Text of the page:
Toxic Soil Threatens Urban Areas06-05 14:41 Caijing
By staff reporters Gao Shengke and Wang Kai
No one wants to live next to a garbage dump. But many Chinese citizens, lacking knowledge of the history of land use in their communities, may actually be living directly above highly-contaminated soil.
So-called “toxic soil” refers to land which was once used for production, storage, and piling up of toxic and hazardous substances, as well as soil and groundwater that poses risks to human health and the local ecology due to contamination after relocation or accidents. Heavy metals, electronic waste, petrochemical organic pollutants, and persistent organic pollutants make up the four major categories of toxic pollutants.
During China’s process of industrial restructuring and urban construction since 2001, many low-grade industrial enterprises that once occupied prime locations in urban areas have relocated to the outskirts of cities or exited secondary industries to establish tertiary industries. The shutdown and relocation of these high-polluting industrial enterprises have exposed large amounts of toxic soil in the areas they once operated.
Real estate developers often covet former industrial sites in urban areas for their prime locations, and as a result nearly all the plots with toxic soil have been developed. Many of these plots are loosely governed and have been classified for "normal use."
A senior industry expert stated that the total number of contaminated sites nationwide could be in the thousands. Pesticide plant contaminated sites alone occupy a high percentage, but only a handful of these areas have been or are being dealt with.
Previously, pesticide factories' main approach to handling pesticide residues and other harmful chemical residues was discharging and burying the toxic substances on the spot, sometimes only 5-6 meters below the ground. As a result, a large amount of treated toxic soil still contains high pollutant concentrations, oftentimes at levels more than hundreds of times above regulatory standards. Moreover, some pollutants buried over 10 meters underground have seeped into groundwater during removal and relocation, leading to more large-scale pollution.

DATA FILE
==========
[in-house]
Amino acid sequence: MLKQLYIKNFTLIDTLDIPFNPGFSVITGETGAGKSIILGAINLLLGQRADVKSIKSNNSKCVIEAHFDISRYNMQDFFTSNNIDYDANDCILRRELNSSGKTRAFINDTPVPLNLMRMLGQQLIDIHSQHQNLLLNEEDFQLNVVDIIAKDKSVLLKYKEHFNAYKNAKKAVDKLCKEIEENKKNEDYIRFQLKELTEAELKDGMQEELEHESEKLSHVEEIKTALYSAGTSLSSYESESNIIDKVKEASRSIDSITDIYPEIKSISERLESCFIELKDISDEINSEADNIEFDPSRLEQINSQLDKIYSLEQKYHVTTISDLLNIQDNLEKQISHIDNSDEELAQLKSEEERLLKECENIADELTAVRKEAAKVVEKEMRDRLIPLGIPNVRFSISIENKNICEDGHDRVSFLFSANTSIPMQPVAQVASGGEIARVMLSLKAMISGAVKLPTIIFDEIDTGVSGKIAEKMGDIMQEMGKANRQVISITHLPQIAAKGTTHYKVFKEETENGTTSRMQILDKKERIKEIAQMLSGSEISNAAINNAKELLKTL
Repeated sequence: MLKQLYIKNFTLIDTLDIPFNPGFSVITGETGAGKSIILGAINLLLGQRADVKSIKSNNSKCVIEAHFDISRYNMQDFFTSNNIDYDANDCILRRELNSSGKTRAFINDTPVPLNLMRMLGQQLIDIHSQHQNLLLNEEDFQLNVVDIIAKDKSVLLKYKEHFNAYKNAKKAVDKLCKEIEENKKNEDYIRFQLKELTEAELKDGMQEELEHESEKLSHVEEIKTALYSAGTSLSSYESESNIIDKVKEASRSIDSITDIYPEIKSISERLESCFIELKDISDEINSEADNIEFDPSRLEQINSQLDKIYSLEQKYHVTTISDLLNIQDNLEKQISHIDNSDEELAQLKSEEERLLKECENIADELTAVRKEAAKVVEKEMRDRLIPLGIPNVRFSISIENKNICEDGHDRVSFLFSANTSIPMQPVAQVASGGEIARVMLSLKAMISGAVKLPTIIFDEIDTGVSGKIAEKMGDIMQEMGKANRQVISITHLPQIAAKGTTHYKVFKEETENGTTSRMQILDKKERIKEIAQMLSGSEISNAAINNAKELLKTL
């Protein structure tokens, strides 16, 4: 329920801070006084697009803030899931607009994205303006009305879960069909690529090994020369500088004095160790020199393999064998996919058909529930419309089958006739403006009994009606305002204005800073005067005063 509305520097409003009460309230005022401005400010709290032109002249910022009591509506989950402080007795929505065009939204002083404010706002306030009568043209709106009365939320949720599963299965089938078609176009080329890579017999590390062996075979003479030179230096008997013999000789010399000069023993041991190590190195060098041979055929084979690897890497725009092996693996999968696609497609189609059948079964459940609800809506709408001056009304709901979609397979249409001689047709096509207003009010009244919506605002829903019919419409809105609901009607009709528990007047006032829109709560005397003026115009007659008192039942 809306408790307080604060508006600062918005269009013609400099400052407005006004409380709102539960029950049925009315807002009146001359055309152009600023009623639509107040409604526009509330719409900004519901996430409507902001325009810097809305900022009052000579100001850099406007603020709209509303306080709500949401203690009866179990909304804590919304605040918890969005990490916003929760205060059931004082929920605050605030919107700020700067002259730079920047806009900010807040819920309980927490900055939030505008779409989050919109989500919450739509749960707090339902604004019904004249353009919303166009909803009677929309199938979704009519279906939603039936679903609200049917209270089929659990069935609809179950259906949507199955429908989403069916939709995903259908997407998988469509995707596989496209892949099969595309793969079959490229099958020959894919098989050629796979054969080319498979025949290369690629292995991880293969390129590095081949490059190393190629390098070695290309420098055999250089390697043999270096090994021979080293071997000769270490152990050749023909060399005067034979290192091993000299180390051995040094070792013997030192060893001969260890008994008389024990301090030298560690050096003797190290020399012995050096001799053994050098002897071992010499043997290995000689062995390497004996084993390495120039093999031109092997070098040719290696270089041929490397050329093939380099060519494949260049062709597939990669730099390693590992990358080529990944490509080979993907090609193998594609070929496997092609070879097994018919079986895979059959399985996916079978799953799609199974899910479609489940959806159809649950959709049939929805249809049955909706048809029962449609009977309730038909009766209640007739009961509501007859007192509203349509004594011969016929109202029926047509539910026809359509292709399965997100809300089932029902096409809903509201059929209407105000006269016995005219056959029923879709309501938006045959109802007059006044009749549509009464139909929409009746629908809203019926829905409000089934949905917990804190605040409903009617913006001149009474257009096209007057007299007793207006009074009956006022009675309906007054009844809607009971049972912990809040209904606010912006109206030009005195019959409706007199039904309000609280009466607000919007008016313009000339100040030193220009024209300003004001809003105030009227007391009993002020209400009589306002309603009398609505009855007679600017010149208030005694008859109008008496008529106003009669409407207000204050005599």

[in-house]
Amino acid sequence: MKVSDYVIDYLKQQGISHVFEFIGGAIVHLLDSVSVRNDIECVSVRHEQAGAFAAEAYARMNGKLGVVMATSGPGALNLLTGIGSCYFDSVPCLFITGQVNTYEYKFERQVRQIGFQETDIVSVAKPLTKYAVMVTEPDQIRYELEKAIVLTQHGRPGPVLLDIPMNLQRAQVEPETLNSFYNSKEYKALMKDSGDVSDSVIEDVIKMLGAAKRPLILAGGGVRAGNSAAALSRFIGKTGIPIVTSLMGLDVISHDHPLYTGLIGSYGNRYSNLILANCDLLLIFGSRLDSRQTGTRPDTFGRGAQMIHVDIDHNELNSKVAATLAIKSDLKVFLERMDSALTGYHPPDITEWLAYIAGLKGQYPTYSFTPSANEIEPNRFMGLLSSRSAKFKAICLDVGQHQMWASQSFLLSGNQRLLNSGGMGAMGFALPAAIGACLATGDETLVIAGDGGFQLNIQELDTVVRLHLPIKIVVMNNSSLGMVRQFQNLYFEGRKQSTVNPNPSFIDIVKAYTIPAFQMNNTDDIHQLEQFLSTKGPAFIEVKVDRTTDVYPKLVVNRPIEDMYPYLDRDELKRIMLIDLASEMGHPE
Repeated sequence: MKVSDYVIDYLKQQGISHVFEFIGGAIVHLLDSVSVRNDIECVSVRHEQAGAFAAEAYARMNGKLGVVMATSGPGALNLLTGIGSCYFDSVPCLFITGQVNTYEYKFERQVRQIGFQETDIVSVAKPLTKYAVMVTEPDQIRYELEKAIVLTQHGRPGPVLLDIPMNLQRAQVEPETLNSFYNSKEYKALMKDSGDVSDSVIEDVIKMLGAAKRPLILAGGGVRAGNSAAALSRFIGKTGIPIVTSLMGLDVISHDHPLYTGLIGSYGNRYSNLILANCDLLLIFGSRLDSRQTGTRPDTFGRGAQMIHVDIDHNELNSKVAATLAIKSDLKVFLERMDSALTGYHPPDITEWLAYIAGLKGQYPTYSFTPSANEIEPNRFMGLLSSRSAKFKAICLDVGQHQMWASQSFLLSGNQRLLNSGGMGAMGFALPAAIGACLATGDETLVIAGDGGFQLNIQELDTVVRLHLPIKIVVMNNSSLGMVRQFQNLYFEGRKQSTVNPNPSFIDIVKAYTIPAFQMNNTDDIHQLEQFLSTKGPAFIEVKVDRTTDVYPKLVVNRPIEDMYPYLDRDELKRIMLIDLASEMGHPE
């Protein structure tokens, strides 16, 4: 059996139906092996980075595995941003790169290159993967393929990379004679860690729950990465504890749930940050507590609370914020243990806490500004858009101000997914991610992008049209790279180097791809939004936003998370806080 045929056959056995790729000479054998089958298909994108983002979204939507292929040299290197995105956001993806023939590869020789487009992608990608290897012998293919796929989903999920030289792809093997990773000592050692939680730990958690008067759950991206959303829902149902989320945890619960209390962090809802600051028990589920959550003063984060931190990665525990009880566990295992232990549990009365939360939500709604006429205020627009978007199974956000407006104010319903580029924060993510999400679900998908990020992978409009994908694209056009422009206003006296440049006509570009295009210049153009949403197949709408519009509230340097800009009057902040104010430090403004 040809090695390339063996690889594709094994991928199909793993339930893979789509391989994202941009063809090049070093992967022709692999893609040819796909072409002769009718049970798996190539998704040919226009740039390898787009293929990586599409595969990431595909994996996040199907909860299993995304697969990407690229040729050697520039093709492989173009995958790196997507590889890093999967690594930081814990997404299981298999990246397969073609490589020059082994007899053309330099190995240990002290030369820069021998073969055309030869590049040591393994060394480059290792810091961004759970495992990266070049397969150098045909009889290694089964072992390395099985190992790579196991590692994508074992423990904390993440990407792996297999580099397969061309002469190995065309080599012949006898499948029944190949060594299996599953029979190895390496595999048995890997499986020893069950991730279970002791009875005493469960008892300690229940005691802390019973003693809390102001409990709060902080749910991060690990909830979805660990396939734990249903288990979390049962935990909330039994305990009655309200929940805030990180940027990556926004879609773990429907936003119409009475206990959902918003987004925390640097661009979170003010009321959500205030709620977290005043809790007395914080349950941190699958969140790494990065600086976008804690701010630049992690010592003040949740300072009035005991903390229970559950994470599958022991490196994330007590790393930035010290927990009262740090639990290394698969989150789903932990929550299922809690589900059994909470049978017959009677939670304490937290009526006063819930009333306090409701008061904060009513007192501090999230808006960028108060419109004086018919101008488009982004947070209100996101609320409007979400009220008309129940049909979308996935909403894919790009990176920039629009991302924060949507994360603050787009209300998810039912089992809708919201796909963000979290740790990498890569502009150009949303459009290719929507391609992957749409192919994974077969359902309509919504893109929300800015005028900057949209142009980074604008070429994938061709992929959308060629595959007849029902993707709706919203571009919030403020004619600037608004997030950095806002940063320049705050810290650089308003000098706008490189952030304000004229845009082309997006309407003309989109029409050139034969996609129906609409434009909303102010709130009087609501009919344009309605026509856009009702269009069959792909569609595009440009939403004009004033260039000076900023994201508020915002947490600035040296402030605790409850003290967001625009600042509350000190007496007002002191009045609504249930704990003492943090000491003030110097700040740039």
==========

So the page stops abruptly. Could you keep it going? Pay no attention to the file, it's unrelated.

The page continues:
Cases of acute poisoning caused by hazardous pollutants at construction sites have been exposed several times since 2004. However, untreated toxic soil has also been quietly threatening people's health and lives without the knowledge of residents or even the government in many cases. The extent of the harm these toxic substances do to the human body often takes years or even decades to become apparent. Reports of toxic soil have emerged in a number of cases, but little information has been disclosed, and the debate has been limited to internal discussions among experts and closed-door decision-making.
Facing this new pollution problem, Chinese law lacks both mandatory soil pollution assessment procedures prior to relocation as well as post-incident accountability mechanisms, which often results in authorities dealing with problems “case-by-case” as they arise.
In the context of China's rapid urbanization, the potential risks of toxic soil have greatly risen. It has thus become an urgent task to conduct a thorough investigation on the true state of existing and newly-formed toxic soil, including the area, degree of pollution, governance situation, state of development and re-use, etc., and resolve issues by means of legislative, economic and environmental governance.
Full article in Chinese: http://magazine.caijing.com.cn/2012-06-02/111872853.html
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